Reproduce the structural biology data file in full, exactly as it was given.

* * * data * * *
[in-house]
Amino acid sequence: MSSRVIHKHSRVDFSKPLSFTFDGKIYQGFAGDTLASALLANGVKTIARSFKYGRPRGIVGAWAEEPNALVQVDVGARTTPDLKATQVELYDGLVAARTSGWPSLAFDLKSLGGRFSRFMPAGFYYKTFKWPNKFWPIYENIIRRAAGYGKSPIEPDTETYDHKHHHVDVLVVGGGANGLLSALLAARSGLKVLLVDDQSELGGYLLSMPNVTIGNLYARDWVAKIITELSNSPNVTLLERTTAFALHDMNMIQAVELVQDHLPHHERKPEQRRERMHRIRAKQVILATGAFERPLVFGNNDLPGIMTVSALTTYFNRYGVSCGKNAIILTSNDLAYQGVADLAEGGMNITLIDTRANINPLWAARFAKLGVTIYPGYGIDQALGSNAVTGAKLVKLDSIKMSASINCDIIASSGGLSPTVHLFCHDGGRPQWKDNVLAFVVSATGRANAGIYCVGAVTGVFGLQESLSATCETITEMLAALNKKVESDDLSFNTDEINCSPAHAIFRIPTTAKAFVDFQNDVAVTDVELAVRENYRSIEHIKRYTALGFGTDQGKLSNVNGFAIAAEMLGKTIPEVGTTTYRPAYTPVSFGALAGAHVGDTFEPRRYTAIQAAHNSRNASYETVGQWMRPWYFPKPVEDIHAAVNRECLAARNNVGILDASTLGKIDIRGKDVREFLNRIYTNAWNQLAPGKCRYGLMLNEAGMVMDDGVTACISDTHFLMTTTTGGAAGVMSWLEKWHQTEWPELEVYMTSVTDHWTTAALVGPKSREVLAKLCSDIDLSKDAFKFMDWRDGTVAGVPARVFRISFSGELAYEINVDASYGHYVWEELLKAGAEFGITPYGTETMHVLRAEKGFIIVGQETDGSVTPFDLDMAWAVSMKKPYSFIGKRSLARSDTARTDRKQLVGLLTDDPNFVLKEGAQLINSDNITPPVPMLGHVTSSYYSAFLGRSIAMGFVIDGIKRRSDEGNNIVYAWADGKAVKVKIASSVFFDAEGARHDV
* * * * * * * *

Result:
[in-house]
Amino acid sequence: MSSRVIHKHSRVDFSKPLSFTFDGKIYQGFAGDTLASALLANGVKTIARSFKYGRPRGIVGAWAEEPNALVQVDVGARTTPDLKATQVELYDGLVAARTSGWPSLAFDLKSLGGRFSRFMPAGFYYKTFKWPNKFWPIYENIIRRAAGYGKSPIEPDTETYDHKHHHVDVLVVGGGANGLLSALLAARSGLKVLLVDDQSELGGYLLSMPNVTIGNLYARDWVAKIITELSNSPNVTLLERTTAFALHDMNMIQAVELVQDHLPHHERKPEQRRERMHRIRAKQVILATGAFERPLVFGNNDLPGIMTVSALTTYFNRYGVSCGKNAIILTSNDLAYQGVADLAEGGMNITLIDTRANINPLWAARFAKLGVTIYPGYGIDQALGSNAVTGAKLVKLDSIKMSASINCDIIASSGGLSPTVHLFCHDGGRPQWKDNVLAFVVSATGRANAGIYCVGAVTGVFGLQESLSATCETITEMLAALNKKVESDDLSFNTDEINCSPAHAIFRIPTTAKAFVDFQNDVAVTDVELAVRENYRSIEHIKRYTALGFGTDQGKLSNVNGFAIAAEMLGKTIPEVGTTTYRPAYTPVSFGALAGAHVGDTFEPRRYTAIQAAHNSRNASYETVGQWMRPWYFPKPVEDIHAAVNRECLAARNNVGILDASTLGKIDIRGKDVREFLNRIYTNAWNQLAPGKCRYGLMLNEAGMVMDDGVTACISDTHFLMTTTTGGAAGVMSWLEKWHQTEWPELEVYMTSVTDHWTTAALVGPKSREVLAKLCSDIDLSKDAFKFMDWRDGTVAGVPARVFRISFSGELAYEINVDASYGHYVWEELLKAGAEFGITPYGTETMHVLRAEKGFIIVGQETDGSVTPFDLDMAWAVSMKKPYSFIGKRSLARSDTARTDRKQLVGLLTDDPNFVLKEGAQLINSDNITPPVPMLGHVTSSYYSAFLGRSIAMGFVIDGIKRRSDEGNNIVYAWADGKAVKVKIASSVFFDAEGARHDV